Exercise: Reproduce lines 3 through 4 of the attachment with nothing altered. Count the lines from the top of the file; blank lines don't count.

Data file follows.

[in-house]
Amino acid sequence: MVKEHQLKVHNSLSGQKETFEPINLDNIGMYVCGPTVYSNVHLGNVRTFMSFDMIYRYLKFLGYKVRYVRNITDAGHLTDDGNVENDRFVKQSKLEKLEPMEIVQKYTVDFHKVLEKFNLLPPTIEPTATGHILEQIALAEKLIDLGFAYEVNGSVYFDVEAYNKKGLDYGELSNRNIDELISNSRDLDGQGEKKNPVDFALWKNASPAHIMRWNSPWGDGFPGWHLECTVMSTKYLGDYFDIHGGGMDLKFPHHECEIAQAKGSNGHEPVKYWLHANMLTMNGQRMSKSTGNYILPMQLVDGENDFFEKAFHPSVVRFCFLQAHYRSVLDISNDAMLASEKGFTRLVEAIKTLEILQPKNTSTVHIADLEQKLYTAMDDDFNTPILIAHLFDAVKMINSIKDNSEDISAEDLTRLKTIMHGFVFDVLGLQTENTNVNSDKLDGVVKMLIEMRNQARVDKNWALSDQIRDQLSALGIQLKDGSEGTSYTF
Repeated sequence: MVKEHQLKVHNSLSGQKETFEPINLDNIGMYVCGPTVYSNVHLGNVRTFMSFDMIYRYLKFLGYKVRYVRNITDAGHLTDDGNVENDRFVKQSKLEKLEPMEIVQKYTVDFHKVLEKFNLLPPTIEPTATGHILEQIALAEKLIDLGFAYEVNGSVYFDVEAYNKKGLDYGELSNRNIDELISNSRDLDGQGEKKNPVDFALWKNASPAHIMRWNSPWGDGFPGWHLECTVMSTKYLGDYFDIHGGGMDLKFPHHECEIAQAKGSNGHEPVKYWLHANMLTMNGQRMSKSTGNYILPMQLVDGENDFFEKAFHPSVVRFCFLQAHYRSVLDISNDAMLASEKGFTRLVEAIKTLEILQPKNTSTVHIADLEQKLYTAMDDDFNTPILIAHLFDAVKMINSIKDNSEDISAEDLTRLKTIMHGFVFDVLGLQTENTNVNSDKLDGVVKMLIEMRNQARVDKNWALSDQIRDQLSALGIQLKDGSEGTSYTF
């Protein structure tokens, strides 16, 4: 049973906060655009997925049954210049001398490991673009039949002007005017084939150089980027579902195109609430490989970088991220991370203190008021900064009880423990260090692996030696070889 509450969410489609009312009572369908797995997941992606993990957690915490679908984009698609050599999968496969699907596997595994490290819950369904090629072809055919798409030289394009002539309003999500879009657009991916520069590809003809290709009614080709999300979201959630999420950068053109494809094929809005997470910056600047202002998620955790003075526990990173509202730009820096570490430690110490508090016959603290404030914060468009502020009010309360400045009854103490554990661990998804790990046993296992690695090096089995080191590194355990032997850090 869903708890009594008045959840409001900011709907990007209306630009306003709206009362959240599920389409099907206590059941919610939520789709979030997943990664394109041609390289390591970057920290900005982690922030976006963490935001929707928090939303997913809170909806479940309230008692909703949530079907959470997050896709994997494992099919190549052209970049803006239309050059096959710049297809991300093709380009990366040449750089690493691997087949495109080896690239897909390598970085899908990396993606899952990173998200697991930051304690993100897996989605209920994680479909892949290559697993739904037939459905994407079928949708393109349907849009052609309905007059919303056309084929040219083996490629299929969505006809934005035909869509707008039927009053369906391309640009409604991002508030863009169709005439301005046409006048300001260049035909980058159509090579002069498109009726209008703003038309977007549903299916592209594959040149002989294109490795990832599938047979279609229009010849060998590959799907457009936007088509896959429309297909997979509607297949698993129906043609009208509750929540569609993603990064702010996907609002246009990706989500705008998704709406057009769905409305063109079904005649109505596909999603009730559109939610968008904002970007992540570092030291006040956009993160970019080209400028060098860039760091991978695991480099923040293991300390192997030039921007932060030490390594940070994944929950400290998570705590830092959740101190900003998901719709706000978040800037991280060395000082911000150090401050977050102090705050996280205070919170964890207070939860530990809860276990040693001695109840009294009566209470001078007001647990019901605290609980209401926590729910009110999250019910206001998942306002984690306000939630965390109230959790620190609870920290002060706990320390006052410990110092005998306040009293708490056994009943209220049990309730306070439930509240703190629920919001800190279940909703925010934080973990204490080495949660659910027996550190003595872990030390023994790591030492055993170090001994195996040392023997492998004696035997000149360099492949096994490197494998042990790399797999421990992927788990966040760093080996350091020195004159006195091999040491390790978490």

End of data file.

Repeated sequence: MVKEHQLKVHNSLSGQKETFEPINLDNIGMYVCGPTVYSNVHLGNVRTFMSFDMIYRYLKFLGYKVRYVRNITDAGHLTDDGNVENDRFVKQSKLEKLEPMEIVQKYTVDFHKVLEKFNLLPPTIEPTATGHILEQIALAEKLIDLGFAYEVNGSVYFDVEAYNKKGLDYGELSNRNIDELISNSRDLDGQGEKKNPVDFALWKNASPAHIMRWNSPWGDGFPGWHLECTVMSTKYLGDYFDIHGGGMDLKFPHHECEIAQAKGSNGHEPVKYWLHANMLTMNGQRMSKSTGNYILPMQLVDGENDFFEKAFHPSVVRFCFLQAHYRSVLDISNDAMLASEKGFTRLVEAIKTLEILQPKNTSTVHIADLEQKLYTAMDDDFNTPILIAHLFDAVKMINSIKDNSEDISAEDLTRLKTIMHGFVFDVLGLQTENTNVNSDKLDGVVKMLIEMRNQARVDKNWALSDQIRDQLSALGIQLKDGSEGTSYTF
């Protein structure tokens, strides 16, 4: 049973906060655009997925049954210049001398490991673009039949002007005017084939150089980027579902195109609430490989970088991220991370203190008021900064009880423990260090692996030696070889 509450969410489609009312009572369908797995997941992606993990957690915490679908984009698609050599999968496969699907596997595994490290819950369904090629072809055919798409030289394009002539309003999500879009657009991916520069590809003809290709009614080709999300979201959630999420950068053109494809094929809005997470910056600047202002998620955790003075526990990173509202730009820096570490430690110490508090016959603290404030914060468009502020009010309360400045009854103490554990661990998804790990046993296992690695090096089995080191590194355990032997850090 869903708890009594008045959840409001900011709907990007209306630009306003709206009362959240599920389409099907206590059941919610939520789709979030997943990664394109041609390289390591970057920290900005982690922030976006963490935001929707928090939303997913809170909806479940309230008692909703949530079907959470997050896709994997494992099919190549052209970049803006239309050059096959710049297809991300093709380009990366040449750089690493691997087949495109080896690239897909390598970085899908990396993606899952990173998200697991930051304690993100897996989605209920994680479909892949290559697993739904037939459905994407079928949708393109349907849009052609309905007059919303056309084929040219083996490629299929969505006809934005035909869509707008039927009053369906391309640009409604991002508030863009169709005439301005046409006048300001260049035909980058159509090579002069498109009726209008703003038309977007549903299916592209594959040149002989294109490795990832599938047979279609229009010849060998590959799907457009936007088509896959429309297909997979509607297949698993129906043609009208509750929540569609993603990064702010996907609002246009990706989500705008998704709406057009769905409305063109079904005649109505596909999603009730559109939610968008904002970007992540570092030291006040956009993160970019080209400028060098860039760091991978695991480099923040293991300390192997030039921007932060030490390594940070994944929950400290998570705590830092959740101190900003998901719709706000978040800037991280060395000082911000150090401050977050102090705050996280205070919170964890207070939860530990809860276990040693001695109840009294009566209470001078007001647990019901605290609980209401926590729910009110999250019910206001998942306002984690306000939630965390109230959790620190609870920290002060706990320390006052410990110092005998306040009293708490056994009943209220049990309730306070439930509240703190629920919001800190279940909703925010934080973990204490080495949660659910027996550190003595872990030390023994790591030492055993170090001994195996040392023997492998004696035997000149360099492949096994490197494998042990790399797999421990992927788990966040760093080996350091020195004159006195091999040491390790978490």